Having opted to play their corner kick short, rather than simply launch it into traffic, Raffael finds himself with enough space to make an unc0ntested play and spots the waving arm of Tony Jantschke, who would probably be fairly dangerous if served with a properly targeted pass.
The pass, however, came up a bit short. Sebastian Boenisch has no problems rejecting Raffael’s application for entry. All seven Bayer players quickly turn upfield in hopes of a counter.
Boenish’s clearance heads toward Gonzalo Castro, who cannot quite beat Raffael to the ball. With the Leverkuseners having just shifted forward, Raffael has a slight advantage, a bit of space, and a wide-open Patrick Hermann on the right. The degree of difficulty needed here is considerably lower than a moment ago.
Though Max Kruse is also wide open with plenty of space, Hermann is the much safer pass. With all nine opposing players crammed into the middle of the field and two of Mönchengladbach’s more-creative players roaming free, a real chance for a go-ahead goal is in play.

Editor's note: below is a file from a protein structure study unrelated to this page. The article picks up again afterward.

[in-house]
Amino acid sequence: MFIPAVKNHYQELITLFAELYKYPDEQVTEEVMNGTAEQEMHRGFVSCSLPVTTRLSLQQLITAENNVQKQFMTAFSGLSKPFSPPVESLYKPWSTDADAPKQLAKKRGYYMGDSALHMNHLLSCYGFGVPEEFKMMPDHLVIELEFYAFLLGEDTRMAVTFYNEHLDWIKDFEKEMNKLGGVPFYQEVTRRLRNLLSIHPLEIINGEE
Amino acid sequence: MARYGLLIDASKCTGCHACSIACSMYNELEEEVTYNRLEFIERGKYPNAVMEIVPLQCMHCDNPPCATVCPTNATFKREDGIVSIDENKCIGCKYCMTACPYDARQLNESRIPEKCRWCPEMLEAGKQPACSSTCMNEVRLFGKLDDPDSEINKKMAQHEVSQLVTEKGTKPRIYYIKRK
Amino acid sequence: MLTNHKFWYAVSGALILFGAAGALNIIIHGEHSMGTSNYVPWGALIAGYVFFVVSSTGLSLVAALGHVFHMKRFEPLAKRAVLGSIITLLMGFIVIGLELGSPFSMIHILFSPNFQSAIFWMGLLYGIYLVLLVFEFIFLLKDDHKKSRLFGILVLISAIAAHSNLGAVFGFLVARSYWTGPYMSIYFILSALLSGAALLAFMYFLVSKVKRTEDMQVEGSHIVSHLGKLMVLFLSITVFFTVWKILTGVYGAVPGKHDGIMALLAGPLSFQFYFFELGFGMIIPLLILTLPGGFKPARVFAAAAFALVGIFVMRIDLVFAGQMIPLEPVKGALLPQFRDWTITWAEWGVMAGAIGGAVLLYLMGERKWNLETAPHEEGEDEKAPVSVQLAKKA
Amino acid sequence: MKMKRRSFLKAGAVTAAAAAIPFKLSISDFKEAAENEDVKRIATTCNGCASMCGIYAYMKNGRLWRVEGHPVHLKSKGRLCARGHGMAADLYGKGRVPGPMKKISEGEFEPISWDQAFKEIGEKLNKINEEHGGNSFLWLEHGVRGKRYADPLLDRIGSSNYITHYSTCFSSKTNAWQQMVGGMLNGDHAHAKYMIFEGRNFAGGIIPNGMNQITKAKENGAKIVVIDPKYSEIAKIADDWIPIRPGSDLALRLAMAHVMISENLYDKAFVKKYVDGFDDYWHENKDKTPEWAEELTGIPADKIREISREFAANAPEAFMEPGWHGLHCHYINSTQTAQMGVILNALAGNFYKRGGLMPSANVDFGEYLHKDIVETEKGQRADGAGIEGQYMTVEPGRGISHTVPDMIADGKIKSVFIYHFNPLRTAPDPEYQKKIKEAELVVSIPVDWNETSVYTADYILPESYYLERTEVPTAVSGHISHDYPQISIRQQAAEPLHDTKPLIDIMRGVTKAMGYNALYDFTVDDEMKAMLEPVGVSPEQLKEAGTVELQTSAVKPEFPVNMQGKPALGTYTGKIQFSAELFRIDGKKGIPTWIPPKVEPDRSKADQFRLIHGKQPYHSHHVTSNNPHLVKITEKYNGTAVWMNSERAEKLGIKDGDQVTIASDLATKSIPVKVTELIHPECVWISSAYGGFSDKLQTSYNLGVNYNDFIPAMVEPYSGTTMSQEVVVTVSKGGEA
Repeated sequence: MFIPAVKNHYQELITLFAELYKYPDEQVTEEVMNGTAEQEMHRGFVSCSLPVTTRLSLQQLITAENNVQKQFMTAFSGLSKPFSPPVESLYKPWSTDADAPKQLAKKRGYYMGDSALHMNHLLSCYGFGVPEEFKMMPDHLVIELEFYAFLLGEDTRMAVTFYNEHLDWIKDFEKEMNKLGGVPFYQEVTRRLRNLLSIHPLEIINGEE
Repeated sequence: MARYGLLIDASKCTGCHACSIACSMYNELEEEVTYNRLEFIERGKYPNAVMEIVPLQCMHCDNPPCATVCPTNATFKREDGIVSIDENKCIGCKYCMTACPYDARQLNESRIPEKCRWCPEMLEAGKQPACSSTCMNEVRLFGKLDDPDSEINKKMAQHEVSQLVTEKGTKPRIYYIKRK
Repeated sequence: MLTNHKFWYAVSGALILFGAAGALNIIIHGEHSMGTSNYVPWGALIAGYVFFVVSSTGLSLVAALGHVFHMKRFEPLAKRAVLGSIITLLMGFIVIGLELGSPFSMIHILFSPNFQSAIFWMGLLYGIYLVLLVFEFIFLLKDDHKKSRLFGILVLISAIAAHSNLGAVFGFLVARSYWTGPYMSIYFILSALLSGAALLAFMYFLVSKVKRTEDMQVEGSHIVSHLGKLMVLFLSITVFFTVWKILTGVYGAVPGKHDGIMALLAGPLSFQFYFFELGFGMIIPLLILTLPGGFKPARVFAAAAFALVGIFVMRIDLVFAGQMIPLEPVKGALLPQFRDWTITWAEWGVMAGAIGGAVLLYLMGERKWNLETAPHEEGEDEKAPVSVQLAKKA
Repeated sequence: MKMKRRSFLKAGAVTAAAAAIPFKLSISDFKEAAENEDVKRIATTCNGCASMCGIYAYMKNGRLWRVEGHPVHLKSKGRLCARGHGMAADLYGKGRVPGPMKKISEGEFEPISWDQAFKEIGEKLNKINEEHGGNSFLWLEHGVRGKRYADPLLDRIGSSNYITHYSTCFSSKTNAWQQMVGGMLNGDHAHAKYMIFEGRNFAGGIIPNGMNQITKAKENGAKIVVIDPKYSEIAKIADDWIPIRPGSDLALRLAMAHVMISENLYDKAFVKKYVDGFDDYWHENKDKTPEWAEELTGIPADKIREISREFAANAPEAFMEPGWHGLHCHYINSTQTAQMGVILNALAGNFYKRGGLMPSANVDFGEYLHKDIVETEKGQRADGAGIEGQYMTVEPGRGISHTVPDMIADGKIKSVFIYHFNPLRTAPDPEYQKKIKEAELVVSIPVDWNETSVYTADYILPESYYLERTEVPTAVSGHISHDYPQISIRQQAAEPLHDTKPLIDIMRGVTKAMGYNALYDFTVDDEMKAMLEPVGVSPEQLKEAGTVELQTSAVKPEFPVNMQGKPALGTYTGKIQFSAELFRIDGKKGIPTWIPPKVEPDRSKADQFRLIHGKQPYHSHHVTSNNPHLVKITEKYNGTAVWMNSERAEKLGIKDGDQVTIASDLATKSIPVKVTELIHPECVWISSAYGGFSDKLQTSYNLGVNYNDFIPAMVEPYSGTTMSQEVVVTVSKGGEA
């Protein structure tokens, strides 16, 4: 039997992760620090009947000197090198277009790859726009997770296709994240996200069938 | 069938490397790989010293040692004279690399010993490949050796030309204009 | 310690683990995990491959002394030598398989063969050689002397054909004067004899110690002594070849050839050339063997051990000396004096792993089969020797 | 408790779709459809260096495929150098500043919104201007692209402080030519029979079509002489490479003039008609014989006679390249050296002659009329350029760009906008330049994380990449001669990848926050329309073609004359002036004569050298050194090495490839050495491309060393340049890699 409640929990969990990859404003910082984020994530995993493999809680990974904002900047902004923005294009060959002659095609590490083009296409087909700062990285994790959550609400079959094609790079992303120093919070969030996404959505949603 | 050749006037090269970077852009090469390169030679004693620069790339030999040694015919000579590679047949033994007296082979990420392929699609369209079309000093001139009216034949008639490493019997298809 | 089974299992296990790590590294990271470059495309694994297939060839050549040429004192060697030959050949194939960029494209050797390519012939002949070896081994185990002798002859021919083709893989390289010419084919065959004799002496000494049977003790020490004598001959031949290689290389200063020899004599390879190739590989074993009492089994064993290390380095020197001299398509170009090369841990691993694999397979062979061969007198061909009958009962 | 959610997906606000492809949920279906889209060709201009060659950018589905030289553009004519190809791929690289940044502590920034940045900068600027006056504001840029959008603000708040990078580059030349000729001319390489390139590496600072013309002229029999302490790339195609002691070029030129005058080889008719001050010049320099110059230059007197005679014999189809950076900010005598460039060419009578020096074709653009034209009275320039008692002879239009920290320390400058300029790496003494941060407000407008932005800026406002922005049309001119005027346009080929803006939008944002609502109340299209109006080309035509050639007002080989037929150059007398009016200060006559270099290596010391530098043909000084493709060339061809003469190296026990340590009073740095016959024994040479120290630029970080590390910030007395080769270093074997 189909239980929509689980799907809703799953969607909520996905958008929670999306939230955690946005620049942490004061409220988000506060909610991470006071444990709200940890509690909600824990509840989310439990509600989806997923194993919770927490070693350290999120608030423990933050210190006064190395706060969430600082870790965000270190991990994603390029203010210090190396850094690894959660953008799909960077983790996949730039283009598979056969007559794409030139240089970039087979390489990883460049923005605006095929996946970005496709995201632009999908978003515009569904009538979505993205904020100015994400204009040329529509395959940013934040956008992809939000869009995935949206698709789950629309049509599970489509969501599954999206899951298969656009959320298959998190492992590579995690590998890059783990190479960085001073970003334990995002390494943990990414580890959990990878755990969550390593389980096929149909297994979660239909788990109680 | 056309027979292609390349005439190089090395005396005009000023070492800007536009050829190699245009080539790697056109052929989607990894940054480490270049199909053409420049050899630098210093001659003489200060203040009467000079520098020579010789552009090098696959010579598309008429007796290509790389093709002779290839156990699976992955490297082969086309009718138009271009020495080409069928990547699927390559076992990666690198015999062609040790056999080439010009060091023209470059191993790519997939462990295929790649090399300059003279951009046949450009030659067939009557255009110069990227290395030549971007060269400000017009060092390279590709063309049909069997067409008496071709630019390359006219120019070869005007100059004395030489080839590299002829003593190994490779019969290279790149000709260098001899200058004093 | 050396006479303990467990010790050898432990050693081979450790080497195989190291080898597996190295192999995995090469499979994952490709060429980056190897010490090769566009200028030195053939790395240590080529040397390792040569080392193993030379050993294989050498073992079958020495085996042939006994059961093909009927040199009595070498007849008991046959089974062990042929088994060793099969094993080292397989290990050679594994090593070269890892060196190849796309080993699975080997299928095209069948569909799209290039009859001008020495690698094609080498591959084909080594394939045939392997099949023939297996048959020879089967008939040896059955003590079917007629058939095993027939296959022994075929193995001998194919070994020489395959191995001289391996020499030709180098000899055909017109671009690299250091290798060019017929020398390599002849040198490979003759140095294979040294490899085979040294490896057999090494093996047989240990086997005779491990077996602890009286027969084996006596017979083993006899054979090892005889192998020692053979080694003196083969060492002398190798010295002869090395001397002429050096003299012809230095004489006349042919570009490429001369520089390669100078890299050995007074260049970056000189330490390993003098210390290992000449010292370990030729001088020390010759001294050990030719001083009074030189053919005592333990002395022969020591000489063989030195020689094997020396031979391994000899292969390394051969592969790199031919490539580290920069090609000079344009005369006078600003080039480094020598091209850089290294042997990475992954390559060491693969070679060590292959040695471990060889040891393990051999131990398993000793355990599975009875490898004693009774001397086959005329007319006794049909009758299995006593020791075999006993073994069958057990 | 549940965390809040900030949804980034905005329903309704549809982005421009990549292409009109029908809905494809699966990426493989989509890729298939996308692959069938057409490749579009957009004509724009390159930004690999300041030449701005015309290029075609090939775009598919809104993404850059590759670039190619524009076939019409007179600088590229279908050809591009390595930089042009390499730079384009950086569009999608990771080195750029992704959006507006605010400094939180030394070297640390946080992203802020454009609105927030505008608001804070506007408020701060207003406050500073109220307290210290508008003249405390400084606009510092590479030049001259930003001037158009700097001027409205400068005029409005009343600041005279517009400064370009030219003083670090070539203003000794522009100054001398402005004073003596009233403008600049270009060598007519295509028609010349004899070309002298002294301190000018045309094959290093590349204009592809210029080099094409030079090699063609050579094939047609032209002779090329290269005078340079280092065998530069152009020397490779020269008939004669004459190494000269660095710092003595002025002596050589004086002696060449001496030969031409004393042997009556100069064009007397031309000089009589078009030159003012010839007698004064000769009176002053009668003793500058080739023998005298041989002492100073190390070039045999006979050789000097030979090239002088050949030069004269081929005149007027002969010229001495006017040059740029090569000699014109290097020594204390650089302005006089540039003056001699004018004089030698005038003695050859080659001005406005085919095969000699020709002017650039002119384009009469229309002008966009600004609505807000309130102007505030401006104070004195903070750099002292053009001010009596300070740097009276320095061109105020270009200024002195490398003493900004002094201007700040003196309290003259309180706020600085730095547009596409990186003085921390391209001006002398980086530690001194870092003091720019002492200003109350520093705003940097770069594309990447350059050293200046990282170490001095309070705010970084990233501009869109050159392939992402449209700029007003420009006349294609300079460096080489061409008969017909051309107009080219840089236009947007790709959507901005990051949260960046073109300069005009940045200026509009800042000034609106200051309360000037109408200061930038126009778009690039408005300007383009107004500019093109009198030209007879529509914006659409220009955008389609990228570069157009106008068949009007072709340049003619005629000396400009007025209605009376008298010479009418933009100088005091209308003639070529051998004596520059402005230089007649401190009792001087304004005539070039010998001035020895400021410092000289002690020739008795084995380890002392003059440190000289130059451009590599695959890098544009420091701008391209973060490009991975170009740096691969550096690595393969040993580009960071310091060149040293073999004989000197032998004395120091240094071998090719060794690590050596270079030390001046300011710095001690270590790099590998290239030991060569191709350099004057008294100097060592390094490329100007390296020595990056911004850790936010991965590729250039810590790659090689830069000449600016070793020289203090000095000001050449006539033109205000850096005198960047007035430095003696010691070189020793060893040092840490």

Hermann lofts the ball perfectly over all the red shirts in the middle, setting the scene perfectly for the former Freiburg man (Kruse) to rifle the ball toward the net, looking to beat Leno, of course, but also with Raffael and Alvaro Dominguez available for follow-up opportunities.
And Kruse does get a bit of a deflection with the ball striking either or both the midsections of Dominguez and Emir Spahic, causing the ball to float rather harmlessly into the mitts of Leno.
Leno seems happy to get rid of the ball, while Castro is game for getting play out of their defensive zone altogether, heading upfield with plenty of room to run, as six of the men in white have begun their retreat into their defensive half.